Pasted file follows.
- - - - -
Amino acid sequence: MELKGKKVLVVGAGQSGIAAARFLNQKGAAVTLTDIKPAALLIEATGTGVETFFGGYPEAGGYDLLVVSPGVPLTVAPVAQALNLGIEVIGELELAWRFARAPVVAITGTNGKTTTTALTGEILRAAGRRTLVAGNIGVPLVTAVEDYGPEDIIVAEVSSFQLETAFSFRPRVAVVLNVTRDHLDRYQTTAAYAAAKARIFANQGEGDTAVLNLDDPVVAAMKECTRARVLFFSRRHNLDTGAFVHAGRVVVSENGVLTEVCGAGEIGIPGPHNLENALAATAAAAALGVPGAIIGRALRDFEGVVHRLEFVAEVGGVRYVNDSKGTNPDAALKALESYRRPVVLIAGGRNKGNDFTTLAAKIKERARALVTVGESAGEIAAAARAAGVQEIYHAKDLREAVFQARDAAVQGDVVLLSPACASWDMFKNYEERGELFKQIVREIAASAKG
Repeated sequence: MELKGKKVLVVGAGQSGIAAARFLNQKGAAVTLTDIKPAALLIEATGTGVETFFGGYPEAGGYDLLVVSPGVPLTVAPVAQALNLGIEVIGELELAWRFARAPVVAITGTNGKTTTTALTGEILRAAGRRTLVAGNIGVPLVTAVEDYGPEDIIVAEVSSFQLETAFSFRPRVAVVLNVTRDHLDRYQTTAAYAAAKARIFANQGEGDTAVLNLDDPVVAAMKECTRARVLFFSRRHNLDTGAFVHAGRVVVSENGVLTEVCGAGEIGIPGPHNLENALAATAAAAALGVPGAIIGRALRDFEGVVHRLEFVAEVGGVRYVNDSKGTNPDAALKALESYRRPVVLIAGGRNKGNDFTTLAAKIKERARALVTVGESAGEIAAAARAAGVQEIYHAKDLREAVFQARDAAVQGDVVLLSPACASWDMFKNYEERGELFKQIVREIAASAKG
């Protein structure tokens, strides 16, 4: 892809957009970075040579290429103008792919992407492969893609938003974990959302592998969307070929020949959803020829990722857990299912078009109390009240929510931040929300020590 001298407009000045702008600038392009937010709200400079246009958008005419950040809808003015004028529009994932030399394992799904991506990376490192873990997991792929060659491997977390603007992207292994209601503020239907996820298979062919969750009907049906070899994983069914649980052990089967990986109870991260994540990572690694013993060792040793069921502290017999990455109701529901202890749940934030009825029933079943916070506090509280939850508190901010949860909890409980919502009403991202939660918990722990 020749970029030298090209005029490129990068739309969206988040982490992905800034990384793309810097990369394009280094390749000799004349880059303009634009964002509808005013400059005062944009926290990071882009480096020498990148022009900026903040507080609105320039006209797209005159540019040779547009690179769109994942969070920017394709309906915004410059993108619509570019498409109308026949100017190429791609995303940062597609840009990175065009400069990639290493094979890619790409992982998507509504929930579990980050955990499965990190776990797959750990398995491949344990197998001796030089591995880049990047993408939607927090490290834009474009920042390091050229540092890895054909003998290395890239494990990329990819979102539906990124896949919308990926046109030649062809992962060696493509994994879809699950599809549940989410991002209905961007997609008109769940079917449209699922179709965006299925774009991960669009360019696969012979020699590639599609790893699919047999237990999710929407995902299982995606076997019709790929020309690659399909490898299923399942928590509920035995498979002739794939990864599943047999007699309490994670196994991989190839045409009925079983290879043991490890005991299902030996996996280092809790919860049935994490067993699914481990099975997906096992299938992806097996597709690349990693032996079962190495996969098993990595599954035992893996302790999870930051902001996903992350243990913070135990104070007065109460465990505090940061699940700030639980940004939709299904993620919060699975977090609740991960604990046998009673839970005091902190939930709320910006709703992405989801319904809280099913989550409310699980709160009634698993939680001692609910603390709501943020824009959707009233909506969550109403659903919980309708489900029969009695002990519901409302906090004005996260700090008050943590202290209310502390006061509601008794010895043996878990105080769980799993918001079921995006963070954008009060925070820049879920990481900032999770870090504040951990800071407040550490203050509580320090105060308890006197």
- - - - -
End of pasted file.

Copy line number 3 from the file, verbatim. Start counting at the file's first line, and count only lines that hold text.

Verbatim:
């Protein structure tokens, strides 16, 4: 892809957009970075040579290429103008792919992407492969893609938003974990959302592998969307070929020949959803020829990722857990299912078009109390009240929510931040929300020590 001298407009000045702008600038392009937010709200400079246009958008005419950040809808003015004028529009994932030399394992799904991506990376490192873990997991792929060659491997977390603007992207292994209601503020239907996820298979062919969750009907049906070899994983069914649980052990089967990986109870991260994540990572690694013993060792040793069921502290017999990455109701529901202890749940934030009825029933079943916070506090509280939850508190901010949860909890409980919502009403991202939660918990722990 020749970029030298090209005029490129990068739309969206988040982490992905800034990384793309810097990369394009280094390749000799004349880059303009634009964002509808005013400059005062944009926290990071882009480096020498990148022009900026903040507080609105320039006209797209005159540019040779547009690179769109994942969070920017394709309906915004410059993108619509570019498409109308026949100017190429791609995303940062597609840009990175065009400069990639290493094979890619790409992982998507509504929930579990980050955990499965990190776990797959750990398995491949344990197998001796030089591995880049990047993408939607927090490290834009474009920042390091050229540092890895054909003998290395890239494990990329990819979102539906990124896949919308990926046109030649062809992962060696493509994994879809699950599809549940989410991002209905961007997609008109769940079917449209699922179709965006299925774009991960669009360019696969012979020699590639599609790893699919047999237990999710929407995902299982995606076997019709790929020309690659399909490898299923399942928590509920035995498979002739794939990864599943047999007699309490994670196994991989190839045409009925079983290879043991490890005991299902030996996996280092809790919860049935994490067993699914481990099975997906096992299938992806097996597709690349990693032996079962190495996969098993990595599954035992893996302790999870930051902001996903992350243990913070135990104070007065109460465990505090940061699940700030639980940004939709299904993620919060699975977090609740991960604990046998009673839970005091902190939930709320910006709703992405989801319904809280099913989550409310699980709160009634698993939680001692609910603390709501943020824009959707009233909506969550109403659903919980309708489900029969009695002990519901409302906090004005996260700090008050943590202290209310502390006061509601008794010895043996878990105080769980799993918001079921995006963070954008009060925070820049879920990481900032999770870090504040951990800071407040550490203050509580320090105060308890006197």